And in other buzz, the joint hospital board has some in one local hive feeling waspish. The high honey count controlled by the board has created a hailstorm of flapping wings and innuendo. The buzz says that the paperwork may be problematic for some buzzy bees and that some local busy bees are just waiting to read the numbers. Buzzzzz


Jefferson County Election Results
The Break Down

17, 780 Jefferson County residents exercised their right to vote in the November 6, 2012 election. That number represents only 57.81% of the registered voters in Jefferson County and is slightly lower than the turnout for the 2008 Presidential General Election. Locally and across the State Republicans showed well and carried the majority of the votes. In the Presidential race, the Republican ticket of Romney/Ryan carried 74.13% of the local vote, though incumbent President Obama took the National vote. Other Republicans on the National front also fared well in Jefferson County, with the Senate and House seats going overwhelmingly Republican. Corker, Roe and Duncan all posted more than 2/3 of the local vote. In the State, Republican Nicely was unopposed for the 8th District Senate seat. Republicans also took the House District 11 and District 17 seats with the election of Faison and Farmer, respectively. Republicans will have a Supermajority in both the State House and Senate. Locally, highly contested races in both the Jefferson County Commission and the Jefferson City Council held spotlight positions in the election. In District 3, three candidates sought the County Commission seat vacated by the late Tommy Musick. Rita Musick, the wife of the late Commissioner, had been holding the seat and was elected by 42.74% of the vote to continue in that position. She was followed by Snodgrass with 32.82% and Cameron with 24.33% of the vote. In District 7, five candidates sought one County Commission seat vacated by resignation of a former Commissioner. Jack Akard had been appointed to hold the seat until election and he will continue in that position with 35.35% of the vote. Akard was followed by Howard with 24.55%, Sawtelle with 21.33%, Parker with 10.26% and Huskey with 8.38% of the vote. Four candidates sought two open seats on the Jefferson City Council. Rocky Melton took 37.03% of the vote and Ann Cole brought in 29.19 % of the vote. Both will hold seats on the Jefferson City Council. They were challenged by Helton with 24.51% and Lloyd with 8.77% of the vote. In Baneberry, a very close race for City Commissioner went to Fandetti who garnered 122 votes to Lunsford’s 118 votes. More Jefferson County residents voted early or absentee ballots than at the polls on Election Day. 9,682 voted early or absentee and 8,098 cast their vote at the polls on Election Day. According to the Jefferson County Election Report, there were no provisional ballots in Jefferson County.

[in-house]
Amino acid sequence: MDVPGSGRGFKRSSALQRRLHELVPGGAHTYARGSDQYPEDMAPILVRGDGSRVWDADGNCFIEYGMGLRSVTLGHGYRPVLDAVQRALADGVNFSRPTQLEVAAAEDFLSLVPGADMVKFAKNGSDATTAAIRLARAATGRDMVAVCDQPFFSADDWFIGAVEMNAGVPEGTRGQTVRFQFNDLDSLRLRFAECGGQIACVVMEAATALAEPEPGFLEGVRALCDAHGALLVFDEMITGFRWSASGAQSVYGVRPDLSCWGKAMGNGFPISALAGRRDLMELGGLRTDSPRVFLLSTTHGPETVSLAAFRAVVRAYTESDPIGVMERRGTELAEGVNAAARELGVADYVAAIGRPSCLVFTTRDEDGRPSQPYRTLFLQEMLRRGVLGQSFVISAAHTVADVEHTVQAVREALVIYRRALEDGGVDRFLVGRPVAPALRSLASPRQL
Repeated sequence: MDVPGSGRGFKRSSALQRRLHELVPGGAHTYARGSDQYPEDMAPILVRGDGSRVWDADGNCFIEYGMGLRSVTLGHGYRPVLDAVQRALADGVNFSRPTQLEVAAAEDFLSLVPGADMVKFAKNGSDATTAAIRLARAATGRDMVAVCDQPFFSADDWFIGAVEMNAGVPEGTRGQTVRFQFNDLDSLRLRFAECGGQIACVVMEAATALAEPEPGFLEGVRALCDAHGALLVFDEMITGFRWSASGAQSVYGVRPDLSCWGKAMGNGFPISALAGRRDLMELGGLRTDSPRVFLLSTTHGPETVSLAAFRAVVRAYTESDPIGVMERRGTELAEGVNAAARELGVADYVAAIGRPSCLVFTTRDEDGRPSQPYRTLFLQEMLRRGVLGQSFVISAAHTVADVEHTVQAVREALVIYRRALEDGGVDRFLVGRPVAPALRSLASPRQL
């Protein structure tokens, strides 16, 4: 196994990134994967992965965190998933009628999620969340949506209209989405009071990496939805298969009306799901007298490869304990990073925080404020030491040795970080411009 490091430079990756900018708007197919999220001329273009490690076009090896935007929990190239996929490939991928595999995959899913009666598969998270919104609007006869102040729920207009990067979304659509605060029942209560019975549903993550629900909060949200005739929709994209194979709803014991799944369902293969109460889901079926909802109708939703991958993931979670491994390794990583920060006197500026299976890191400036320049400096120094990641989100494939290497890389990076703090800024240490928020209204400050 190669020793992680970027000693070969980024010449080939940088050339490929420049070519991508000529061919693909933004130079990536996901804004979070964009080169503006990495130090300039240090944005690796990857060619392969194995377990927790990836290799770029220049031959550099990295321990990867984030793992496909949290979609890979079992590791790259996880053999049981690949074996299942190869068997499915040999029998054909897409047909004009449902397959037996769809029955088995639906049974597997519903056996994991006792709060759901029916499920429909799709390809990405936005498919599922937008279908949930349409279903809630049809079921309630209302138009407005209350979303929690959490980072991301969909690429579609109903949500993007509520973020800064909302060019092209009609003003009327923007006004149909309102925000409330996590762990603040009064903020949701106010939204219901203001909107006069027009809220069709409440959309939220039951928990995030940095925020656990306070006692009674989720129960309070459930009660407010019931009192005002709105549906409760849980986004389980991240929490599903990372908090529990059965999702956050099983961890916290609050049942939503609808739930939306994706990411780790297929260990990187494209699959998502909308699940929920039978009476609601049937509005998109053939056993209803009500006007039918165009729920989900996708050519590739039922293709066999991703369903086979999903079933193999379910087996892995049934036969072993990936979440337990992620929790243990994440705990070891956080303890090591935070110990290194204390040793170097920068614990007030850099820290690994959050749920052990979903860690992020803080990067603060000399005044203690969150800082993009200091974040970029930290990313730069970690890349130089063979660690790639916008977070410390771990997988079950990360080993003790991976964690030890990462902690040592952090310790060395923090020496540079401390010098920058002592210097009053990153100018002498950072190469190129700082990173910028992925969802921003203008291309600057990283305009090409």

Work by Carson-Newman's David Underwood to be focus of Maryville exhibit

The work of Carson-Newman’s David Underwood is the focus of a November exhibition in the Blackberry Farm Gallery at Maryville College. The event, which runs through the entire month of November, marks Underwood’s 24th solo exhibit.

For more than 25 years, Underwood has explored the possibilities of what he calls "the composite photograph." "Working with grids and multiple images allows me to expand the language of still photography beyond the limitations of single-frame imagery," explains the Carson-Newman Art Department chair. "Although my work is primarily formalist in approach, I am interested in how combinations of images work together both visually and thematically." Underwood also says that his work often focuses on photography itself as well as the decisions explored while editing, printing, and assembling.

The November exhibit pulls from his composite photography series and includes some color and black and white component original photographs. "My newest series involves the inclusion of the title of each artwork as painted text or incorporated plastic lettering on the surface of the work," notes Underwood, who says the text has an amount of intended ambiguity, letting each viewer infer his or her own meaning from the work.

A closing day reception with the artist will be held on Friday, November 30, from 6:00 - 8:00 p.m. Admission is free.

A native of Columbus, Ohio, Underwood joined Carson-Newman's faculty in 1990. He earned his MFA in Studio Art.

Corker Says Congress’s “Collective Energy” Should Be Focused on Negotiations Between President Obama and Speaker Boehner

U.S. Senator Bob Corker, R-Tenn., made the following statement urging members of Congress to focus their “collective energy” on supporting negotiations between President Obama and House Speaker John Boehner on a fiscal reform package.

“Our office has spent the past year painstakingly drafting a fiscal reform package, but now is not the time for any of us, Republicans, Democrats, rump groups or gangs, to be publicly promoting our own plans. The entire Congress will be involved at some point, but right now the only two people who are likely to get a result by year’s end are President Obama and Speaker Boehner. I’m convinced there is enough common ground to solve the problem, and the constructive thing for all of us to do at this point is to use all of our collective energy to support their negotiations on a fiscal reform package,” said Corker.